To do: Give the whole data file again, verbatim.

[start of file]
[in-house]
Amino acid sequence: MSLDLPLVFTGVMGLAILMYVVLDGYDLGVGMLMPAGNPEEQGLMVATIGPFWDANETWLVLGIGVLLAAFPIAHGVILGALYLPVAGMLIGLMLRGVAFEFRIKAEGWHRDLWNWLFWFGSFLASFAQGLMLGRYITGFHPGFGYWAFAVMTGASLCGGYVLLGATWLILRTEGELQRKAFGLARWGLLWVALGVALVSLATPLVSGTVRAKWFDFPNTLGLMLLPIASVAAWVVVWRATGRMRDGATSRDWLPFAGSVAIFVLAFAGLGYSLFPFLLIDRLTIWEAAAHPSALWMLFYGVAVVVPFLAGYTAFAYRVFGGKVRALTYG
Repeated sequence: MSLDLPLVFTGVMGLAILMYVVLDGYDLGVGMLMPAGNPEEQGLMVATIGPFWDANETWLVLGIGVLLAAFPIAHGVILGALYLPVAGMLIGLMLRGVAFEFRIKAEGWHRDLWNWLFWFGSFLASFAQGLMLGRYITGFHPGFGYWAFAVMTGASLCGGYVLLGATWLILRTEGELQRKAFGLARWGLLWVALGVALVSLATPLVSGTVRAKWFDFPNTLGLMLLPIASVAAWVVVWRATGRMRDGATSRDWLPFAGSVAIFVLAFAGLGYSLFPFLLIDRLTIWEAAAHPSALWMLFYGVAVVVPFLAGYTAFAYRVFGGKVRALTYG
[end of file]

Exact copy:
[in-house]
Amino acid sequence: MSLDLPLVFTGVMGLAILMYVVLDGYDLGVGMLMPAGNPEEQGLMVATIGPFWDANETWLVLGIGVLLAAFPIAHGVILGALYLPVAGMLIGLMLRGVAFEFRIKAEGWHRDLWNWLFWFGSFLASFAQGLMLGRYITGFHPGFGYWAFAVMTGASLCGGYVLLGATWLILRTEGELQRKAFGLARWGLLWVALGVALVSLATPLVSGTVRAKWFDFPNTLGLMLLPIASVAAWVVVWRATGRMRDGATSRDWLPFAGSVAIFVLAFAGLGYSLFPFLLIDRLTIWEAAAHPSALWMLFYGVAVVVPFLAGYTAFAYRVFGGKVRALTYG
Repeated sequence: MSLDLPLVFTGVMGLAILMYVVLDGYDLGVGMLMPAGNPEEQGLMVATIGPFWDANETWLVLGIGVLLAAFPIAHGVILGALYLPVAGMLIGLMLRGVAFEFRIKAEGWHRDLWNWLFWFGSFLASFAQGLMLGRYITGFHPGFGYWAFAVMTGASLCGGYVLLGATWLILRTEGELQRKAFGLARWGLLWVALGVALVSLATPLVSGTVRAKWFDFPNTLGLMLLPIASVAAWVVVWRATGRMRDGATSRDWLPFAGSVAIFVLAFAGLGYSLFPFLLIDRLTIWEAAAHPSALWMLFYGVAVVVPFLAGYTAFAYRVFGGKVRALTYG